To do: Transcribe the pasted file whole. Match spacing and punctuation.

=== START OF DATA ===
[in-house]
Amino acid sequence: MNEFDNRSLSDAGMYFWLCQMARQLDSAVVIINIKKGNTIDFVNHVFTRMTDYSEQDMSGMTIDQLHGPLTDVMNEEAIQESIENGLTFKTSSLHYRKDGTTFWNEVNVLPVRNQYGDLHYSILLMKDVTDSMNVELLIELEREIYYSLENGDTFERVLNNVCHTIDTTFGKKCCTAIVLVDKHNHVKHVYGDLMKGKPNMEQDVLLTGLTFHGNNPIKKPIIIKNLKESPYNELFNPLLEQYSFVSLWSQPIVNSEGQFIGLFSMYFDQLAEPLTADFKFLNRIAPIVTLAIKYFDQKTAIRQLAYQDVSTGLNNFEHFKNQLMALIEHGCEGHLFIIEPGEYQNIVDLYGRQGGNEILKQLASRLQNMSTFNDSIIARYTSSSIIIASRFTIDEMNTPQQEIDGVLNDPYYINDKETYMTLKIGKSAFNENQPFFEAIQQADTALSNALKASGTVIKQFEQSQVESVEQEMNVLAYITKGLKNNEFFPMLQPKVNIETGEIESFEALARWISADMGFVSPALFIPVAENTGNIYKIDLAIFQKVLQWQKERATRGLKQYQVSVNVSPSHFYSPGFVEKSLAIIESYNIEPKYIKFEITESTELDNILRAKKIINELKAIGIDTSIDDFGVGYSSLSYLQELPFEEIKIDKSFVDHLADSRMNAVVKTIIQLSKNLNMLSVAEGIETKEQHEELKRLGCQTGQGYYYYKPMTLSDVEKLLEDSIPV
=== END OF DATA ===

[in-house]
Amino acid sequence: MNEFDNRSLSDAGMYFWLCQMARQLDSAVVIINIKKGNTIDFVNHVFTRMTDYSEQDMSGMTIDQLHGPLTDVMNEEAIQESIENGLTFKTSSLHYRKDGTTFWNEVNVLPVRNQYGDLHYSILLMKDVTDSMNVELLIELEREIYYSLENGDTFERVLNNVCHTIDTTFGKKCCTAIVLVDKHNHVKHVYGDLMKGKPNMEQDVLLTGLTFHGNNPIKKPIIIKNLKESPYNELFNPLLEQYSFVSLWSQPIVNSEGQFIGLFSMYFDQLAEPLTADFKFLNRIAPIVTLAIKYFDQKTAIRQLAYQDVSTGLNNFEHFKNQLMALIEHGCEGHLFIIEPGEYQNIVDLYGRQGGNEILKQLASRLQNMSTFNDSIIARYTSSSIIIASRFTIDEMNTPQQEIDGVLNDPYYINDKETYMTLKIGKSAFNENQPFFEAIQQADTALSNALKASGTVIKQFEQSQVESVEQEMNVLAYITKGLKNNEFFPMLQPKVNIETGEIESFEALARWISADMGFVSPALFIPVAENTGNIYKIDLAIFQKVLQWQKERATRGLKQYQVSVNVSPSHFYSPGFVEKSLAIIESYNIEPKYIKFEITESTELDNILRAKKIINELKAIGIDTSIDDFGVGYSSLSYLQELPFEEIKIDKSFVDHLADSRMNAVVKTIIQLSKNLNMLSVAEGIETKEQHEELKRLGCQTGQGYYYYKPMTLSDVEKLLEDSIPV